Deborah Valenze is Professor of History at Barnard College, Columbia University, in New York City. She is the author of The First Industrial Woman, Prophetic Sons and Daughters: Female Preaching and Popular Religion in Industrial England, and numerous scholarly articles.

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Read an Excerpt

Cambridge University Press
0521852420 - The Social life of money in the English past - by Deborah Valenze

Introduction: The Social Life of Money, ca. 1640–1770

In September of 1688, Samuel Pepys made his way to Bartholomew Fair in search of pleasure after a day’s work. There he chanced upon an amusing demonstration in the form of “a Mare that tells money,” probably by a stamp of the hoof or shake of the head. The spectacle cost Pepys twelvepence. Given his careful recording of the performance, the energetic naval secretary could not have been dissatisfied. Perhaps he had perceived an affinity between his own line of work, which entailed sorting out money matters, and that of the winsome, four-legged accountant.1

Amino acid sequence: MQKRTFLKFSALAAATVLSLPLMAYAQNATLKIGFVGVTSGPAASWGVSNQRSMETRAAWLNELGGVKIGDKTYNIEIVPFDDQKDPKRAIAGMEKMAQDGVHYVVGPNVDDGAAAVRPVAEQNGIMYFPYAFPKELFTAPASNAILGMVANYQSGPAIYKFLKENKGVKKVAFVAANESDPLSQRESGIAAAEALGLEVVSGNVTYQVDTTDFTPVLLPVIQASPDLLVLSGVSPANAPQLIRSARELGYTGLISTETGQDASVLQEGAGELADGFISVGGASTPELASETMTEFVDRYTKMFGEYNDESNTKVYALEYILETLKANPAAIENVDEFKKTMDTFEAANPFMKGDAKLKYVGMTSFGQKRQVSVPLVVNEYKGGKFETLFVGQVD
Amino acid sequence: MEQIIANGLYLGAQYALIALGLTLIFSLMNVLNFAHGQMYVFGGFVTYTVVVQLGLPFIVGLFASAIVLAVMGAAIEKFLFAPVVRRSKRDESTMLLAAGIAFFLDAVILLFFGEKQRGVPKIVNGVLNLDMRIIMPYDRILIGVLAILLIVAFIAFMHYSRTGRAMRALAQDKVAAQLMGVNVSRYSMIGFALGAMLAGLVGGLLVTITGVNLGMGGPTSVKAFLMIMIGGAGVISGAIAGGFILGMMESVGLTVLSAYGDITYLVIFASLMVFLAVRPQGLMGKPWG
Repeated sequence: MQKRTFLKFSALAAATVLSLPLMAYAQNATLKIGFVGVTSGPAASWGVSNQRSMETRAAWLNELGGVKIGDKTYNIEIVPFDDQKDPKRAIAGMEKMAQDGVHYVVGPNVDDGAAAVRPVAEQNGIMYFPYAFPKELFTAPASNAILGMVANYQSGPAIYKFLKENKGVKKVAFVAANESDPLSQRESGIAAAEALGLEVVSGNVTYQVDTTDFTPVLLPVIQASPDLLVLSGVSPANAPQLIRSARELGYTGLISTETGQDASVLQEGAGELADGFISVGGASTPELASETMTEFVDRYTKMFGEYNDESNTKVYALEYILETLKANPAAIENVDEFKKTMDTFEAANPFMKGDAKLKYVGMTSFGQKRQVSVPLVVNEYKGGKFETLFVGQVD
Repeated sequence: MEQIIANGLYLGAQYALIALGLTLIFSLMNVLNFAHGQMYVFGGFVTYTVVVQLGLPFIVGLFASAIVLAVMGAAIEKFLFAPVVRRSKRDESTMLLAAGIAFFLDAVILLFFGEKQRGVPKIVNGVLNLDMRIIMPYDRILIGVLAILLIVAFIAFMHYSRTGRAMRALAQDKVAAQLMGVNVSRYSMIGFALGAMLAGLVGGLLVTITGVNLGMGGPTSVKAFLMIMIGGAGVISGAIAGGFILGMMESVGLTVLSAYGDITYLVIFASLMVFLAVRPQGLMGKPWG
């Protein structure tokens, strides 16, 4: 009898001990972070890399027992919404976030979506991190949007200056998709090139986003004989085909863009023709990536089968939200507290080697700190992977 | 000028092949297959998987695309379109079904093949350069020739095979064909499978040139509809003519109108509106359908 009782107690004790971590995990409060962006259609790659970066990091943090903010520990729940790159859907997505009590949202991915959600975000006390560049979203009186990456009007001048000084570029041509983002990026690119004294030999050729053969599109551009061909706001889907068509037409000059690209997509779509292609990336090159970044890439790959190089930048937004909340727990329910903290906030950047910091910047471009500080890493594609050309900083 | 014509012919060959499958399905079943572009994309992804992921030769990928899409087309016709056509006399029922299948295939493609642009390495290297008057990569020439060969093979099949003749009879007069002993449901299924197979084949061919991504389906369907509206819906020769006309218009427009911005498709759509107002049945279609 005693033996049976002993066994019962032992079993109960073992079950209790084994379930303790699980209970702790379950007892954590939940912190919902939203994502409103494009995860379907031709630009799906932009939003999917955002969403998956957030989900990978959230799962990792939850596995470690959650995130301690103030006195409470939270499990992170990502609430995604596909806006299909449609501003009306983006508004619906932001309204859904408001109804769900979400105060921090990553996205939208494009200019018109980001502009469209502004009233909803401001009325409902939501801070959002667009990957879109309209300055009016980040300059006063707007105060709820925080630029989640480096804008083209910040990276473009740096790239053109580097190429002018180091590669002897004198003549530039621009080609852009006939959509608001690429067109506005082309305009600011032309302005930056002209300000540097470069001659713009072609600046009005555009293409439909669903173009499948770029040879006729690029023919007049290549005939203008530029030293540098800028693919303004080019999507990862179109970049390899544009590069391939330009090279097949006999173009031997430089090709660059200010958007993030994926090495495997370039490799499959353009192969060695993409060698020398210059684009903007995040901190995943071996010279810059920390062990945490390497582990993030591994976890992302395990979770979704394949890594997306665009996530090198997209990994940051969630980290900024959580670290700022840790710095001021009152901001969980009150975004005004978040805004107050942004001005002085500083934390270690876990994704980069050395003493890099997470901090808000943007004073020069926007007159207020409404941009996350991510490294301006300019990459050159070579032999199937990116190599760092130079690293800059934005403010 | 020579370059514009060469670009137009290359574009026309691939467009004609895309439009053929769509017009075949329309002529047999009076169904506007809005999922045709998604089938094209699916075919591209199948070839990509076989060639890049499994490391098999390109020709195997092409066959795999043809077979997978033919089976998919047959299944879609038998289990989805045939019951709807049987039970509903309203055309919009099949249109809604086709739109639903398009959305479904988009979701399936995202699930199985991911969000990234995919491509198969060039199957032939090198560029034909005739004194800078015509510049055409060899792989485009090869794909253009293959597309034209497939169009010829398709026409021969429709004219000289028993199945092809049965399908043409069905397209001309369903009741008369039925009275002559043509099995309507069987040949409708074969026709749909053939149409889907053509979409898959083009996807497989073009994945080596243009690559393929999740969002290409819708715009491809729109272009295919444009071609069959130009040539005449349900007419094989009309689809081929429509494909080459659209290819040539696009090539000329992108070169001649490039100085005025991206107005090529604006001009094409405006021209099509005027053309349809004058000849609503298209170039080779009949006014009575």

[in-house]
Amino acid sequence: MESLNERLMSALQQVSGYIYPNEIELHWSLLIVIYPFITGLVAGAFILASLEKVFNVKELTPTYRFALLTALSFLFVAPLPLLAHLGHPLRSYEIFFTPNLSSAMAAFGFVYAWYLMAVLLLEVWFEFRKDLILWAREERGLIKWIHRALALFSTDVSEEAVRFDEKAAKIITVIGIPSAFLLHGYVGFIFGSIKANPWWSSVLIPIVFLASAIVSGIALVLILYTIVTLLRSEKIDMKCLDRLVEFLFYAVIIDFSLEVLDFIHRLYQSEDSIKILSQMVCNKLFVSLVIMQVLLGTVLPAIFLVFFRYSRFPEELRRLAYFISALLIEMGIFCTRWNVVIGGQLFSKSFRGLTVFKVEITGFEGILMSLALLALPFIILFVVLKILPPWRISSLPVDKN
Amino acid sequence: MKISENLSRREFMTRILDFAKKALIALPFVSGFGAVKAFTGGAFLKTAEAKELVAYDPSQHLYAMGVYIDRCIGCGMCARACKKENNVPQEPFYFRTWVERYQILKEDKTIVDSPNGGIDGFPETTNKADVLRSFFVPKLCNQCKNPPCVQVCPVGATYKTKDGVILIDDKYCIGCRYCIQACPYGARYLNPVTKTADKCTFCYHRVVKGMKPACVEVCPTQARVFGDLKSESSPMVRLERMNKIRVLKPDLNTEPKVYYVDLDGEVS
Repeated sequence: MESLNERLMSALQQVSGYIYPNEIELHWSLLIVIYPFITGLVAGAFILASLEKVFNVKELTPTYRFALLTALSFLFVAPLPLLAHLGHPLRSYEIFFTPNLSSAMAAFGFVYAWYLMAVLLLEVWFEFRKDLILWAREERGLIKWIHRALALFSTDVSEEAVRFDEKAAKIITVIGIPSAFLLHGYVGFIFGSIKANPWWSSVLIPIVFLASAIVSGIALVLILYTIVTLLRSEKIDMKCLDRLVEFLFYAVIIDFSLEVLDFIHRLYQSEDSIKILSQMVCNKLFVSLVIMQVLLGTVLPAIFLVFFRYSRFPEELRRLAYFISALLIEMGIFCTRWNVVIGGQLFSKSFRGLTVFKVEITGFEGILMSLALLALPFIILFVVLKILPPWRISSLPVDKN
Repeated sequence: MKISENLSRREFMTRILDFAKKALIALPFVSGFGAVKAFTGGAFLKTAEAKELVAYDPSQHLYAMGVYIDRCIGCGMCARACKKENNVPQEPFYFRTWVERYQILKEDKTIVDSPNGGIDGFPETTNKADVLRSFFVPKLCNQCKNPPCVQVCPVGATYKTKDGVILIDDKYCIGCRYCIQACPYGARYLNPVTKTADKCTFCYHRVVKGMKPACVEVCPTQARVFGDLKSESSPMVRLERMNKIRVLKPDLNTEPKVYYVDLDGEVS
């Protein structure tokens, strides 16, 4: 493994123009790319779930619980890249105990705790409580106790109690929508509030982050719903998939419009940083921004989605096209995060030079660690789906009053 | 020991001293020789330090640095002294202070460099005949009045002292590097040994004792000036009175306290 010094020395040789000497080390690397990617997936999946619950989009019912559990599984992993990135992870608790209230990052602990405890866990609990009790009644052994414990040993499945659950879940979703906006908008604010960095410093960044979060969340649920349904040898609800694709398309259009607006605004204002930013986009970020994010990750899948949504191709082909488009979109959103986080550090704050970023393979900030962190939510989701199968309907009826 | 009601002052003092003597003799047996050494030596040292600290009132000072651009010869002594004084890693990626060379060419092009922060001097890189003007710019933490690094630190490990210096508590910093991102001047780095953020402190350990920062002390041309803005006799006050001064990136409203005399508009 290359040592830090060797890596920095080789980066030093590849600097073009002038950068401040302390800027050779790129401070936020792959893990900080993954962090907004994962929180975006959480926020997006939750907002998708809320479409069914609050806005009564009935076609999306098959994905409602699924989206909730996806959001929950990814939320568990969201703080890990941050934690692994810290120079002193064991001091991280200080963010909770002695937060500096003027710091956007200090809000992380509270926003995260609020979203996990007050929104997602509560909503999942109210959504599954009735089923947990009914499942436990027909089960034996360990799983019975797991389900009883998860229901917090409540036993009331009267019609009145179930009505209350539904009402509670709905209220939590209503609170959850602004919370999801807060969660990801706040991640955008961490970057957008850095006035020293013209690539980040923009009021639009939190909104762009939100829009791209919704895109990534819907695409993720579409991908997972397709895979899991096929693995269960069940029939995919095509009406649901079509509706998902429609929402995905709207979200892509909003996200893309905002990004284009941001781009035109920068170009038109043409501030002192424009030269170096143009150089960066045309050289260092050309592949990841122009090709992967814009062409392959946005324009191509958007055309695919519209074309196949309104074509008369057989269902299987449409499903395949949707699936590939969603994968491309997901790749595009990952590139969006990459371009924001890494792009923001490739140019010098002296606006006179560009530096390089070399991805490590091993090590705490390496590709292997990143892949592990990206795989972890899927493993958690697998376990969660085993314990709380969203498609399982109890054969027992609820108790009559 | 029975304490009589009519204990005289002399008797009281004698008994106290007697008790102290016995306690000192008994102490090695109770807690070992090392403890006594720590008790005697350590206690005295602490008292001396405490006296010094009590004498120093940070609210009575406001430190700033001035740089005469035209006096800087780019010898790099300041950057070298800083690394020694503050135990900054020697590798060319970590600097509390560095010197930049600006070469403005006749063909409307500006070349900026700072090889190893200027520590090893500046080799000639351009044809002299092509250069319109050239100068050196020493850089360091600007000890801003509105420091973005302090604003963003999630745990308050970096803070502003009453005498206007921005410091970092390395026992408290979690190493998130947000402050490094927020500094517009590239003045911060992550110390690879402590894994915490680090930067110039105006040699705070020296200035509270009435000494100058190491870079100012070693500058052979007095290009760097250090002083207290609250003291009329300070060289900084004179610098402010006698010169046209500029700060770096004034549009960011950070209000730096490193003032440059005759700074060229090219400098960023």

Everybody in seventeenth-century London recognized the worth of money and knew that it would be folly to try to navigate the city without some of it in their pockets. The apparent similarities between early modern assumptions and our own must stop there, however. Coins in the past may have met with universal approbation, particularly in urban settings, but they were hardly standardized or ubiquitous. The British state would not issue small coins for the masses until the early nineteenth century, and shopkeepers in London were accustomed to making do with poor substitutes. Coins commanded none of the same respect that modern money now enjoys: they were too often clipped, bitten,counterfeited, chucked, and generally abused. A bewildering variety jostled for recognition; like struggling dialects, some managed to retain their value despite changing standards in a multilingual universe. Indeterminacy characterized paper money in an equally pronounced way, though with greater consequences for a more elite world of finance. In the form of bills and notes, new varieties evolved to fill new needs and desires. Experimentation with investments was unprecedented from the late seventeenth century through the first third of the next century and would not be repeated to such an extent until our own era. Money during the early modern period could best be described as functionally unstable: to paraphrase the monetary theorist, money was what money could do.2